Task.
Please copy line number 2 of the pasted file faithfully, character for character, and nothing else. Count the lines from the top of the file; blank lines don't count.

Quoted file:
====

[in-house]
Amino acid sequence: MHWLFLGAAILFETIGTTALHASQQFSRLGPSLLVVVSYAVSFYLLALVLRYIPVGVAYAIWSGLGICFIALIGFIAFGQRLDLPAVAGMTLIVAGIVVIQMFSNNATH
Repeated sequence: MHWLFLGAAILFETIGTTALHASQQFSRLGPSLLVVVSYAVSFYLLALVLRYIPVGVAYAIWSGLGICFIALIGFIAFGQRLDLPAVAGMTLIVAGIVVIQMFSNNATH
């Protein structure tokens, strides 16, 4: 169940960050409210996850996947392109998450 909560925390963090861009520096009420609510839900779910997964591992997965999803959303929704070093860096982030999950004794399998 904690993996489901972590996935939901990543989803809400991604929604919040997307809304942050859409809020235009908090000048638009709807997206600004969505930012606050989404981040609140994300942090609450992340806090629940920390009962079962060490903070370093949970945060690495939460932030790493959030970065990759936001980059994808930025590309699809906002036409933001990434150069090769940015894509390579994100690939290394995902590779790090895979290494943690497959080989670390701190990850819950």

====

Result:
Amino acid sequence: MHWLFLGAAILFETIGTTALHASQQFSRLGPSLLVVVSYAVSFYLLALVLRYIPVGVAYAIWSGLGICFIALIGFIAFGQRLDLPAVAGMTLIVAGIVVIQMFSNNATH